Many politicians run on issues, which relate to what their team has surveyed and polled from the community.
Criminal Justice covers a lot of territory, when speaking about both the crimes and the system. Despite how one’s personal views are voiced, anyone confined to prisons here in the United States of America, the Republic, LLC, has human rights.
For centuries, with every deliberate intent to harm or kill, rights for incarcerated persons were denied solely based upon the system interpretation and the hidden clauses to keep persons held captive as slaves.
Persons could work but not vote. Some could vote but not work. They could pay their taxes but not vote. They served their time but were still stopped by the police for DWB (driving while black).
Certified juveniles are placed in adult corrections facilities while awaiting trial, subjected to rapes, extortions, and abuse of many kinds. Families, deemed as the only care provider, often are arrested and removed from their children for nonviolent crimes, as the children suffer through DFS or disgruntled family members.
Many have fought, through protesting and advocacy, to remove these barriers, but once the baton was passed to Senator Brian Williams of MO, things slowly began to change. The advocates continue to visit Jefferson City Capitol of Missouri to push bill SB 53.
Senator Williams remains firm in his stances, even when asked to consider running for a higher political office. He basically said that the people voted him here and that’s where he will work from for the people. With help from others, he pushed SB 53.
He saw the pain firsthand in Ferguson, MO, with the way police officers dealt with mere traffic tickets and how the courts railroad persons in fines and court costs. Senator Williams’ bill SB 53 will allow persons to have their records expunged; even those with an unlawful use of a weapon. Yes, not all felonies are eligible but it a huge start.
Juveniles will not be protected if certified. Police officers are no longer allowed to use the choke hold for restraining a suspect. Women, and I know this to be true as I teach classes in local jails, were denied FREE feminine hygiene products and much was the due to the correctional’s dislike towards that person.
In Missouri correctional institutions, some wardens were using the canteen funds for its designed purpose. All canteen funds are the profits of what incarcerated persons have spent from incoming funds or the monthly slave allowance, which ranges from $7.50 – $45 per month in the state prisons.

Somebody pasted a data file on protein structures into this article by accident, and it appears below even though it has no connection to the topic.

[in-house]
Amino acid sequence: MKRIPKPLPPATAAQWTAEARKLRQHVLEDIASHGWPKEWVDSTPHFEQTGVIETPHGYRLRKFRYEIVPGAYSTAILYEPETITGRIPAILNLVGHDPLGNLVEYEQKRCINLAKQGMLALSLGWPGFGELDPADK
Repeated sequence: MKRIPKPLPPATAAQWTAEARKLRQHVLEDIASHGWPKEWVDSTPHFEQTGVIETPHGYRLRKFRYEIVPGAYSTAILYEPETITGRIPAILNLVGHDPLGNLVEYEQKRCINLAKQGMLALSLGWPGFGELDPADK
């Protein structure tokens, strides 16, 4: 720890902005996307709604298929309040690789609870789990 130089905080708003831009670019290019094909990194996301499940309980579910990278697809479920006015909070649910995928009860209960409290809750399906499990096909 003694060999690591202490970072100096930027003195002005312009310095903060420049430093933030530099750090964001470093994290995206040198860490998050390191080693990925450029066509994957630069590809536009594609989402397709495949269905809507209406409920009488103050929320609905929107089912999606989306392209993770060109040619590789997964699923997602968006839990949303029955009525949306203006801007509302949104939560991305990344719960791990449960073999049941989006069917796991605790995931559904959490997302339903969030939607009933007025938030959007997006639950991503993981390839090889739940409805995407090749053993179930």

Those funds can now ONLY be spent for education, recreation, religious and re-entry services. I’m not sure what re-entry services are, and as a former incarcerated person, I have yet to see what they are spending those funds on.
Back to this historical event, which should travel all around the country.
When you are placed in a position to free people, help people, encourage people, and assist people, as a human being, you have a moral obligation to meet that agenda.
Senator Williams’ professional boldness, yet humbleness, his tenacity while being very classy and elegant, and not demeaning anyone but standing tall on his beliefs, is a model many should follow.
Former incarcerated persons all the around the country need this support.
While some states have adapted these measures, the Criminal Justice system still has a long way to go before their released papers from systemic racism, mass incarceration, denial of voter’s rights, felony for parents unable to pay child support, juvenile abuse, women and men sexual abuse in prison by officers, along with denial of health care and decent meals, can be issued.
Finally, Manasseh Ministry, along with so many others, are in conversation with Senator Williams’ office as we move to the next step of preventing mistreatment of formerly incarcerated and sentenced persons, and providing what real re-entry services look like.
We salute Senator Brian Williams of MO and his staff for pushing the lever forward as we all seek to dismantle the unfair and unjust legal system.
Until next time, my time is up, and thank you for sharing yours with my column.
– Pastor Jackson